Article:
Upon its release in the United Kingdom, Casino Royale broke series records on both opening day—£1.7 million—and opening weekend—£13,370,969. At the end of its box-office run, the film had grossed £55.4 million, making it the most successful film of the year in the UK, and, as of 2011, the tenth-highest-grossing film of all time in the country.
On its US opening day, Casino Royale was on top with $14,741,135, and throughout the weekend grossed a total of $40,833,156, placing it second in the ranking behind Happy Feet ($41.5 million). However, Casino Royale was playing in 370 fewer cinemas and had a better average ($11,890 per cinema, against $10,918 for Happy Feet). It earned $167,445,960 by the end of its run in North America, marking what was at the time the highest-grossing film of the series, before being surpassed by Quantum of Solace‘s $168.4 million.
On 18 November 2006, Casino Royale opened at the first position in 27 countries, with a weekend gross of $43,407,886 in the non-UK, Irish, US and Canada markets.
The film retained the top spot at the worldwide box office for four weeks.
Casino Royale (2006) Critical Response
On review aggregator website Rotten Tomatoes, the film received an approval rating of 94% based on 263 reviews, with an average rating of 7.9/10. The site’s critical consensus reads, “Casino Royale disposes of the silliness and gadgetry that plagued recent James Bond outings, and Daniel Craig delivers what fans and critics have been waiting for: a caustic, haunted, intense reinvention of 007.”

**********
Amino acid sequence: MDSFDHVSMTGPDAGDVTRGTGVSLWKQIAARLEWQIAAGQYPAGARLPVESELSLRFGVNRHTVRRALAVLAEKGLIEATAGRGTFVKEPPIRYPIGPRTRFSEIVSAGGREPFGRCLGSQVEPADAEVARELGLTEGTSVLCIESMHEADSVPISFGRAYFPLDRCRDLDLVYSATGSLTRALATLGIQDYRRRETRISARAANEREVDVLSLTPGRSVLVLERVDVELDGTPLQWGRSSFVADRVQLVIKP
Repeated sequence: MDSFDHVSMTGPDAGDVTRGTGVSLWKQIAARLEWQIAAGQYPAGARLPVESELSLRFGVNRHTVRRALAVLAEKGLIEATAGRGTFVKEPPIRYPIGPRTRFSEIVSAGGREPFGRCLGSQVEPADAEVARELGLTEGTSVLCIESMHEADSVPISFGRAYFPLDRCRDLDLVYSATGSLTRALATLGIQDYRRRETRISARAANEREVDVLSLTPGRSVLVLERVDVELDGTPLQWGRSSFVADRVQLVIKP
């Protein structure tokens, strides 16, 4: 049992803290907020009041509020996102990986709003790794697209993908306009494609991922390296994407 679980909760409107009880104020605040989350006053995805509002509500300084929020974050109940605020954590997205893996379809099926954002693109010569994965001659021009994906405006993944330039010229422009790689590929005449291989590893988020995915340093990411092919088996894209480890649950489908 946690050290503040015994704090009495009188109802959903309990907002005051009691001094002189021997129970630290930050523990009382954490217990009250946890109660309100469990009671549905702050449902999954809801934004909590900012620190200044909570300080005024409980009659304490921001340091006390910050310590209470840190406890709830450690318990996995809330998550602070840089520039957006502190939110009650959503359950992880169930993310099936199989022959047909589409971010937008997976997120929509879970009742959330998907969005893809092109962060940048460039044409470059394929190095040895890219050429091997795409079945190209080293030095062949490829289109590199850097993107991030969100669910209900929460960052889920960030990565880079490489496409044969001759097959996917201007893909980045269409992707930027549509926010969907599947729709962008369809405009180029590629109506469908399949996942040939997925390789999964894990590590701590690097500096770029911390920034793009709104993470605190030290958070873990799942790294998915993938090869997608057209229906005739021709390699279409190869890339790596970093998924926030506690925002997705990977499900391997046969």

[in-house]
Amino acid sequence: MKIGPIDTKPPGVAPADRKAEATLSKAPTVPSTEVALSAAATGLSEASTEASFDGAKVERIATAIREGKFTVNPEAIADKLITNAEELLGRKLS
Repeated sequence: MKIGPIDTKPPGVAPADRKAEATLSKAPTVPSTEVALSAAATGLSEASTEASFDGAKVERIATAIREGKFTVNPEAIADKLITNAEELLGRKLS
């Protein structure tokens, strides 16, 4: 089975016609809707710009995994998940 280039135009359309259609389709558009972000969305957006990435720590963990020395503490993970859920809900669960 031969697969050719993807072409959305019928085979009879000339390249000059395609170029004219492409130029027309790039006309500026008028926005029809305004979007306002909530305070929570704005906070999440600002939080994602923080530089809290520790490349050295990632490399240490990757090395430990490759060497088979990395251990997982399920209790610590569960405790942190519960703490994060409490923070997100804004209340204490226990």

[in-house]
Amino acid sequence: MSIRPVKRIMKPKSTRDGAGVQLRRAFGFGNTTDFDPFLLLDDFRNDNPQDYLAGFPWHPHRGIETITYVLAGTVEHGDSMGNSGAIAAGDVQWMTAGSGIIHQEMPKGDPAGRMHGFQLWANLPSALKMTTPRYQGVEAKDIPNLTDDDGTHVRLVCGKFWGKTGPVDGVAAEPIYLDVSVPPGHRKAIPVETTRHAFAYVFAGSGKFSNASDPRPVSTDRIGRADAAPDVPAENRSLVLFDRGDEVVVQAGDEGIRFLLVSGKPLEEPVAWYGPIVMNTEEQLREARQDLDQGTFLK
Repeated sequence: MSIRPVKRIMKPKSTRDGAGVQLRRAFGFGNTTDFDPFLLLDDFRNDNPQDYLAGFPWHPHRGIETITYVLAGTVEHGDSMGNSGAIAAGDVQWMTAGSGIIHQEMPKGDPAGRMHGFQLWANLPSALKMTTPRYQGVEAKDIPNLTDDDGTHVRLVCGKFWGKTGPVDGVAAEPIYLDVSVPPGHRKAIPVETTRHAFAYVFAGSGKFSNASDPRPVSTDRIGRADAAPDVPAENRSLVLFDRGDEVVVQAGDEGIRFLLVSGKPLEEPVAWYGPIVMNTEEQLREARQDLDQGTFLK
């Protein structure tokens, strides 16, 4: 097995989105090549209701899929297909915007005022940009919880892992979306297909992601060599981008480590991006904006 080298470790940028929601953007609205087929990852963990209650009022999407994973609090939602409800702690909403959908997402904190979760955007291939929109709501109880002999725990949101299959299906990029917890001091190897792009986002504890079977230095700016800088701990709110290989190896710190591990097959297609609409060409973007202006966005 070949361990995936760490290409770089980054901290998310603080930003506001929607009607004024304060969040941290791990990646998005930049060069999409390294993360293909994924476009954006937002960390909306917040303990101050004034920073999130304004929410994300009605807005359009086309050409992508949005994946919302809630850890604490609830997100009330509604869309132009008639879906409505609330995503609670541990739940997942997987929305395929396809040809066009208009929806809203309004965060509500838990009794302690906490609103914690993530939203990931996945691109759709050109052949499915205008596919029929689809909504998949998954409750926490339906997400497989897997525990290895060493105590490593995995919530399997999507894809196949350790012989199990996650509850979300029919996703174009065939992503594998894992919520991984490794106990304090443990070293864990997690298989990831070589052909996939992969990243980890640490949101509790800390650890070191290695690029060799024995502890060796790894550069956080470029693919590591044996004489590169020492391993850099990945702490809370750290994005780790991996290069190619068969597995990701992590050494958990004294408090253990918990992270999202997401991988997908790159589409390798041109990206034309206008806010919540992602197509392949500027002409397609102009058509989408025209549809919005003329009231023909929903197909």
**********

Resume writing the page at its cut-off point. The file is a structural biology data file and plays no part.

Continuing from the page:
On Metacritic, the film has a weighted average score of 80 out of 100 based on 46 critics, indicating “generally favorable reviews”. Audiences polled by CinemaScore gave the film an average grade of “A−” on an A+ to F scale.
Craig’s performance and credibility were particularly praised. During production, Craig had been subject to debate by the media and the public, as he did not appear to fit Ian Fleming’s original portrait of the character as tall, dark and suave. The Daily Telegraph compared the quality of Craig’s characterization of Bond to Sean Connery’s and praised the script as smartly written, noting how the film departed from the series’ conventions.
The Times compared Craig’s portrayal of the character to that of Timothy Dalton, and praised the action as “edgy”, with another reviewer citing in particular the action sequence involving the cranes in Madagascar. Critics Paul Arendt of BBC Films, Kim Newman of Empire, and Todd McCarthy of Variety all described Craig as the first actor to truly embody Ian Fleming’s James Bond from the original novel: ironic, brutal and cold. Arendt commented, “Craig is the first actor to really nail 007’s defining characteristic: he’s an absolute swine”.